EVERY one who takes up a copy of the Second Edition of this booklet, will notice on the frontispiece no longer a portrait of Hermann Warszawiak standing alone, but accompanied by his faithful wife, from whom he was to all appearance hopelessly separated when this little book was printed seven months go. But God is faithful, and when we go forward in obedience, resigning all into His gracious hand, He delights to do for His children abundantly more than we can either ask or think. In the original booklet very slight reference is made to the sorest trial of Hermann Warszawiak's Christian life, his separation from his young wife and two little girls; and it is not mentioned at all, that when, after his baptism, the parents on both sides, and every other relative, became his bitter enemies, accusing him of every crime, and praying God to slay him with His own hand, his wife believed nothing of all that was said against him; she did not know the Redeemer he had found, but she knew his upright heart and true single-minded search for truth and life eternal, so nothing moved her, and what she has endured for cleaving to her husband, and to Christ in him, can neither be imagined or described. Three months after his baptism, they learnt to know each other's hearts by correspondence, and arranged a plan by which she hoped to escape from the rich and luxurious house of her father, which had lost all attraction for her, and join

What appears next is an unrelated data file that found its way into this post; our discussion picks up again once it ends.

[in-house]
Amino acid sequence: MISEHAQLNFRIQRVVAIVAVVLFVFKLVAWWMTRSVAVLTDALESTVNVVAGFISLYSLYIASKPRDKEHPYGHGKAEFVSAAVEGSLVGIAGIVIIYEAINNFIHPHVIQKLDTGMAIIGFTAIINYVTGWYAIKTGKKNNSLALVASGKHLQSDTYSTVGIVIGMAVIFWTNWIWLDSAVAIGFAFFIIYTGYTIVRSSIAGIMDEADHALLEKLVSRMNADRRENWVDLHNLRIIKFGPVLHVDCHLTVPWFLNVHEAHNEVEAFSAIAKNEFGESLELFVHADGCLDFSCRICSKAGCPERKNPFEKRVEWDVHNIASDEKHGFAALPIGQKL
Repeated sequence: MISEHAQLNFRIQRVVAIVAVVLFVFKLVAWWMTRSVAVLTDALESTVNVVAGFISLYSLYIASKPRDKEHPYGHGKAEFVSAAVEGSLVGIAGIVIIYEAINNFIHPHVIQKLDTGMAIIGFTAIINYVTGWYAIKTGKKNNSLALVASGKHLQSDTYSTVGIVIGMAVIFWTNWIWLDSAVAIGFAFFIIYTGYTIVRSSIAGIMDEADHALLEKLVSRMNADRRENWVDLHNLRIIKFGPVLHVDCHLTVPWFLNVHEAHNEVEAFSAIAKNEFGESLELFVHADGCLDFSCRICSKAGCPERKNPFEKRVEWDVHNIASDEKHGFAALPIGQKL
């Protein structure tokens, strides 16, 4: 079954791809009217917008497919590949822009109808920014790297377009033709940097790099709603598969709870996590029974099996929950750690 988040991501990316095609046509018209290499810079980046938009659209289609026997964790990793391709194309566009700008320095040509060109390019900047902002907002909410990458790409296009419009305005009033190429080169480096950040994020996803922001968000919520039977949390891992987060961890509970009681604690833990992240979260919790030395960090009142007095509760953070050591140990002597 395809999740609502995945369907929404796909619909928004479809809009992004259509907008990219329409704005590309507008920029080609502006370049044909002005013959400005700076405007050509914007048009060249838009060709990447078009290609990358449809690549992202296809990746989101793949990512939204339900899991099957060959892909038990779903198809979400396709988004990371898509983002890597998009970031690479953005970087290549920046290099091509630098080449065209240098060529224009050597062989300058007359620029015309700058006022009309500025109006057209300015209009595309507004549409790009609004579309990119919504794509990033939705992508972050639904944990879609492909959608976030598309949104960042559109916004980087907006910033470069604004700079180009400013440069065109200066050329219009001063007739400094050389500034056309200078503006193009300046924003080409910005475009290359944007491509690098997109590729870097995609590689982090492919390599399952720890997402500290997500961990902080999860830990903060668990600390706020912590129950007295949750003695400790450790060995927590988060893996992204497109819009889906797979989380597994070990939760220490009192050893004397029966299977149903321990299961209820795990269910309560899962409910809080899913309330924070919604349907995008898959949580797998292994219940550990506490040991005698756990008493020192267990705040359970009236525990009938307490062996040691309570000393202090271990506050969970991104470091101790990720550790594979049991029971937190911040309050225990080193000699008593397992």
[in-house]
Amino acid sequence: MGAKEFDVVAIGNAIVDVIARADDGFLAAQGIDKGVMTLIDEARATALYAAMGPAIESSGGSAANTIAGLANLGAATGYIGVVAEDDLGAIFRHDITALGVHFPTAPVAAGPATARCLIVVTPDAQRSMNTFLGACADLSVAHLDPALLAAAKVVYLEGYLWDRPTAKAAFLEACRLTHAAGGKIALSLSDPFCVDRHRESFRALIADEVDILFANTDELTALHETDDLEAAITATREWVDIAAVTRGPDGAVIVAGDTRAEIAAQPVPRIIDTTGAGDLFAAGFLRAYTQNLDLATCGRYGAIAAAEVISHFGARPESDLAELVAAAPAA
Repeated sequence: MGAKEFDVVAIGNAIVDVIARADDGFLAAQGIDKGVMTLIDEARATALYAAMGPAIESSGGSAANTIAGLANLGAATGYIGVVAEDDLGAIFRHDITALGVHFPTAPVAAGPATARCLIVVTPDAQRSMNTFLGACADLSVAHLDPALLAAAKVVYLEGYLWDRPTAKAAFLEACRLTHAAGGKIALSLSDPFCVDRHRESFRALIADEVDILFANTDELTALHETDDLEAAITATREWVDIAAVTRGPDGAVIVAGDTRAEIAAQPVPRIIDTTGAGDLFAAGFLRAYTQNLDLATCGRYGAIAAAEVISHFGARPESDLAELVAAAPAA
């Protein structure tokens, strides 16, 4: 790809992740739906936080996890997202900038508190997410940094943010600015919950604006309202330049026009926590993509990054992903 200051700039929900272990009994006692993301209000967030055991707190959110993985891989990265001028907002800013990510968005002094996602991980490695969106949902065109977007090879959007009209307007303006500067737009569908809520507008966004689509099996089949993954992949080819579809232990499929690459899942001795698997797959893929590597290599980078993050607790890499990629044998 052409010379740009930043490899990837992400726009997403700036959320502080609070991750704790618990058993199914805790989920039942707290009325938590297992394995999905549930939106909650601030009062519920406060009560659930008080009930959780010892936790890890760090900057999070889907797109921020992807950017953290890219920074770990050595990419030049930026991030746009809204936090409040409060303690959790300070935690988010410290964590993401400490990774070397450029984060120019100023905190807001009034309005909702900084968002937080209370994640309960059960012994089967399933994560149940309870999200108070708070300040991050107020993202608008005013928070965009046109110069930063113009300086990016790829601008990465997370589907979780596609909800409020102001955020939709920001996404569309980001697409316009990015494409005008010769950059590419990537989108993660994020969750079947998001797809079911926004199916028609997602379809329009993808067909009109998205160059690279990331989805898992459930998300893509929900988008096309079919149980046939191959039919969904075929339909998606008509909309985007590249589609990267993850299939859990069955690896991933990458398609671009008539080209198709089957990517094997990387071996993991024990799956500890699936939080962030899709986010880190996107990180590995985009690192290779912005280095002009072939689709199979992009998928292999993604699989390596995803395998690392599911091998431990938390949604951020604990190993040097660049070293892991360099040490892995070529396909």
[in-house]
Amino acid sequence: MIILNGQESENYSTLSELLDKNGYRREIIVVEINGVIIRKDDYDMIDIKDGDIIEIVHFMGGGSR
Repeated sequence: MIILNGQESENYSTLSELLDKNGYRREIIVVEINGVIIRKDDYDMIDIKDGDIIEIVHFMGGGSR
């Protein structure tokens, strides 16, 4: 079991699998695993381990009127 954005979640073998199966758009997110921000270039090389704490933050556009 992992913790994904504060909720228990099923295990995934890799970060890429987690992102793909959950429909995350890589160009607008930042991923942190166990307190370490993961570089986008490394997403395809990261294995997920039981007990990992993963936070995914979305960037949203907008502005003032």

her then fugitive and homeless husband; but the little plot was discovered and prevented, the young wife was henceforth jealously guarded by her parents, and the hiding-place of Warszawiak once discovered, he could no longer rest in peace even in Scotland, and was forced to fly to America, where, as we now know, the Lord had much for him to do for the glory of His own great name. As time went on, the prospect of reunion seemed to grow ever less, but after nearly three years' longer patience, and committing of all events into the hand of Israel's Shepherd, He touched the heart of Warszawiak's mother with a strong desire to see once more her best-beloved son, and to ascertain whether he had indeed forsaken the God of Israel, and become an apostate—a so-called “Christian,” or, in other words, an idolator, and hater of his own Jewish brethren; for many rumours from America had reached Warsaw concerning “the little Messianic prophet,” many even of his sermons had been transmitted by Jews in New York to their brethren in Poland; so the mother's heart was moved, and she wrote, “I cannot cross the Atlantic, but would meet you somewhere in Europe.” To this appeal he responded, naming London as the meeting-place, but added, “If you come, mother, bring me my wife.” To keep this appointment he crossed the ocean end of September, and at last, after many further difficulties, and some weeks of anxious suspense and wrestling prayer, the mother and wife of Hermann Warszawiak did meet him in London, 4th November 1892. Wonderful, joyful, long-looked for day! but the absence of